Funeral directors are an odd bunch. We all operate differently. Every funeral firm, corporate or family-owned, has their own style and operating procedure. Every manager/owner/boss has their own ideas about how funerals should go and what role the funeral director plays on the day of the service. There are countless roles to play and jobs to do.* (ALL bosses will tell you that there is only one way, THEIR way.) I enjoy watching other funeral directors operate on the day of the service and see how they run things. When I started in this industry, I was told by an elder in the community that “if you see the funeral director at a service then they’re doing it wrong” – implying that we should stick to the background and not be seen or heard. But some of us are a little showy and like the razzle-dazzle of it all, while some hide in the shadows.
For me, I like a little of both but prefer to be behind the scenes like a master puppeteer pulling the strings from off stage. I personally feel that if I did my job right, all the actors and scripts are ready and set in place and I just have to make sure all the parts fall into place on time and in order. I don’t want my families to have to do anything on the day of the service but show up and cope with their own feelings and grief. Depending on the service and the traditional/non-traditional aspect, depending on the family dynamic/character, depending on the officiant/celebrant, will depend on my level of involvement on the day of the service. For a typical service held in our funeral home chapel, my mentor likes the standard opening greeting at the microphone, asking everyone to turn off their cellphones, maybe bit of instruction for the casket bearers, or an invitation to the reception after the service has completed. There is also the typical speech at the end to let everyone know the service has completed. PRO TIP: If you do not specifically tell people that the service is over they will literally just sit there and stare at you with this look of “oh god, what is going to happen next, nothing’s happening!” We’re done sir, nothing is happening next, go home.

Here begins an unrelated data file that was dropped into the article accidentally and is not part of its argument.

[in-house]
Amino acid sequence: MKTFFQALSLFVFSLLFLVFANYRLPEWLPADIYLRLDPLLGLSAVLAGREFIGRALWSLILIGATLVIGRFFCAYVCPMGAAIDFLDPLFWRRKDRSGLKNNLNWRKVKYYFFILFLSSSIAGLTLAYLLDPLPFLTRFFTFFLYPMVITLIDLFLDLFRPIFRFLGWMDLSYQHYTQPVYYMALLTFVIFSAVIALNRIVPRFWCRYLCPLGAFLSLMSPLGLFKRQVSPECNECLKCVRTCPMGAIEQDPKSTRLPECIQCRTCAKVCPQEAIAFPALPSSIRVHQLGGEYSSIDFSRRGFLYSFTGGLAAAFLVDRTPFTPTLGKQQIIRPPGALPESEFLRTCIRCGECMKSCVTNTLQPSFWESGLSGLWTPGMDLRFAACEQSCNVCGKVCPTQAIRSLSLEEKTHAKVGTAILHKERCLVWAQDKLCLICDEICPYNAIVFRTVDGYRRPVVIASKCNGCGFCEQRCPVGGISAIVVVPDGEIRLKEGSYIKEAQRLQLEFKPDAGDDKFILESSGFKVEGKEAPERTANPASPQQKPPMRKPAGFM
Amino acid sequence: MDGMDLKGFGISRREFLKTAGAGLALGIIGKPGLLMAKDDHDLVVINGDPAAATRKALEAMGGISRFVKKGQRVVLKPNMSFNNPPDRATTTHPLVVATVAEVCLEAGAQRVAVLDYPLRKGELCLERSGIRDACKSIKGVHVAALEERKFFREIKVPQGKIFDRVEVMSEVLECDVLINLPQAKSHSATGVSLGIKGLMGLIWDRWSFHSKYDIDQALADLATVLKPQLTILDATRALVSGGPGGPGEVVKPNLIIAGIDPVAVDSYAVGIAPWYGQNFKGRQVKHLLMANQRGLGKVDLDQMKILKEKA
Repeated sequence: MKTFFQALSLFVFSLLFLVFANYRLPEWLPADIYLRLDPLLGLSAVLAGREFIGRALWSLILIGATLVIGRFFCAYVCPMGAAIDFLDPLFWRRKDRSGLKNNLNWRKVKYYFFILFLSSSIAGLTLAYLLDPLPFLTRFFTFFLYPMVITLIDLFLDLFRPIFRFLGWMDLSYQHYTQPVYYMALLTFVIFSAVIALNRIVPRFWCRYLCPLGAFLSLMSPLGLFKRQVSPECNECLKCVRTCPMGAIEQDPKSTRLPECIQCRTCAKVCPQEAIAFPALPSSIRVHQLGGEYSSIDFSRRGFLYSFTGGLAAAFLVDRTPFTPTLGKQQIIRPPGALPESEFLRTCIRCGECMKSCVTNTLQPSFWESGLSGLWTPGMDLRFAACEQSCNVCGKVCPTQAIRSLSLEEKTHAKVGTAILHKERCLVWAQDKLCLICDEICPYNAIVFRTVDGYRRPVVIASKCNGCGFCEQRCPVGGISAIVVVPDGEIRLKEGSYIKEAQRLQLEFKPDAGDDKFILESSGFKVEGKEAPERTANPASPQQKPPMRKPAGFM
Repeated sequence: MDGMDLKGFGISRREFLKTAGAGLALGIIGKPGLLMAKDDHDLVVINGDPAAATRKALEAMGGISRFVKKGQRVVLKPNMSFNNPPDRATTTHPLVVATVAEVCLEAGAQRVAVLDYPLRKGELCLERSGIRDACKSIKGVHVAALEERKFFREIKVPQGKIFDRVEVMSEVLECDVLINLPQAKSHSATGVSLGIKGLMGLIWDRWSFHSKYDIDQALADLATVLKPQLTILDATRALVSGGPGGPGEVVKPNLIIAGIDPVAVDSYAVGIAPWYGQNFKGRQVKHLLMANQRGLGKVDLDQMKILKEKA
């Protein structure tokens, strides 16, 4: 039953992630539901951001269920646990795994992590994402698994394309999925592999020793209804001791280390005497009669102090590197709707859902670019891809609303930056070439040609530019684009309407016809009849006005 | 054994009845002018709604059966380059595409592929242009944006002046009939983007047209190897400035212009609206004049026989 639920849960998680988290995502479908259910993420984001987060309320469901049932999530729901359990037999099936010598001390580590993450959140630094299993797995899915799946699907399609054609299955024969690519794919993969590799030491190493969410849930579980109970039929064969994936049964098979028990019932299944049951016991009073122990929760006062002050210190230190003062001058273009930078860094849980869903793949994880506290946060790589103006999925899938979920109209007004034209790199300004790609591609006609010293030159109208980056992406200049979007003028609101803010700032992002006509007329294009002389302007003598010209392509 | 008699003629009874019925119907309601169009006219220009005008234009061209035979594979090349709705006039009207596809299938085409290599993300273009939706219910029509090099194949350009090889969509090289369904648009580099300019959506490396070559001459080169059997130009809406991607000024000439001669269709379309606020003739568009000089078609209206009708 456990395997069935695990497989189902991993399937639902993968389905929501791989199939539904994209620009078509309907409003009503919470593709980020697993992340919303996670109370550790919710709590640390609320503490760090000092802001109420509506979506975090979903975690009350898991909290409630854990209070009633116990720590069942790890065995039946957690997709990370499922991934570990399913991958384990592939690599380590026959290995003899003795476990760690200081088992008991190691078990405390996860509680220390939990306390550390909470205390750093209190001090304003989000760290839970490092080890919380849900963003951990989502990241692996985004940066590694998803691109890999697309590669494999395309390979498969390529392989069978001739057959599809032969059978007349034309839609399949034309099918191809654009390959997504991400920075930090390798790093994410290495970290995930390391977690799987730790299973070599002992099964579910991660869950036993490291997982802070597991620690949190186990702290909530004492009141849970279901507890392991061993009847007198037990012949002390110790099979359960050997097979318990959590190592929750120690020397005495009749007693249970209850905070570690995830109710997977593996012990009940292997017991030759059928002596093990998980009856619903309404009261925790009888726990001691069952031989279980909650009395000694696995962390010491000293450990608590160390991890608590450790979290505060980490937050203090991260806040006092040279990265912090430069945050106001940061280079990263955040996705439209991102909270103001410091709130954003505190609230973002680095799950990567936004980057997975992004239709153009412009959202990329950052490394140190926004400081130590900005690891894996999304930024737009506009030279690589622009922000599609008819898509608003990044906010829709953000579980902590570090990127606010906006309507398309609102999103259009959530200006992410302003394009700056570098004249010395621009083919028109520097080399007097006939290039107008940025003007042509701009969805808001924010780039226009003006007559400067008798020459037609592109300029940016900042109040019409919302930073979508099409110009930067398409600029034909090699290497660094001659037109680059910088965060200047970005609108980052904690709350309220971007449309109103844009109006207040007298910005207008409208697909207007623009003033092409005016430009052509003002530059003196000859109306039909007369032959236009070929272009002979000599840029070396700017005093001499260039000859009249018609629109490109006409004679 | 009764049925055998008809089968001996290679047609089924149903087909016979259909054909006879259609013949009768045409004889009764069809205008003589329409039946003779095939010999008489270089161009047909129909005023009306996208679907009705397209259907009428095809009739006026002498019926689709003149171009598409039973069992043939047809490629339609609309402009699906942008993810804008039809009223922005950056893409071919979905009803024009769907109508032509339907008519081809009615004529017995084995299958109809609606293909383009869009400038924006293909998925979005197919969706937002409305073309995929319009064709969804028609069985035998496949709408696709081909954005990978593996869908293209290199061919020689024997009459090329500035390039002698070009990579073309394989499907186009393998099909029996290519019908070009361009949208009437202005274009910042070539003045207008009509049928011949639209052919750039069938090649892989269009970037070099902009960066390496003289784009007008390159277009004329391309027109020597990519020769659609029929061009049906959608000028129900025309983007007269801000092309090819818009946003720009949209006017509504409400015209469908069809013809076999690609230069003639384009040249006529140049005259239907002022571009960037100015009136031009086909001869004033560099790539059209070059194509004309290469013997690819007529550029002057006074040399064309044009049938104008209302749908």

I’ve had colleagues who absolutely stress out about this short little ditty and plan how they’re going to say this opening and closing to the letter, I’ve also had colleagues who turn these little speech opportunities into a sermon and become center stage. Like I said, we all operate differently. And most of us are odd.
What has your experience been with funeral directors on the day of the service? Were they distracting? Were they non-existent? Did they say something embarrassing/uncomfortable/odd? Did they somehow have the perfect words for just the right moment? Or did they give you the ‘ol razzle-dazzle and you were, in fact, razzled and dazzled?
*Each state has different licensing requirements and differentiate between the jobs; using titles like funeral director, embalmer, funeral arranger, mortician, and probably more. On the day of the service, most funeral homes utilize other staff to help and assist, we call them ambassadors, some call them funeral assistants. In my state we have funeral directors and morticians, the difference being that morticians also embalm but funeral directors do not. (Or as the more macabre like to put it they “push the fluid.”) It is more common in my state for most morticians and funeral directors to just use the term funeral director as an all encompassing term… I suppose it sounds more gentle?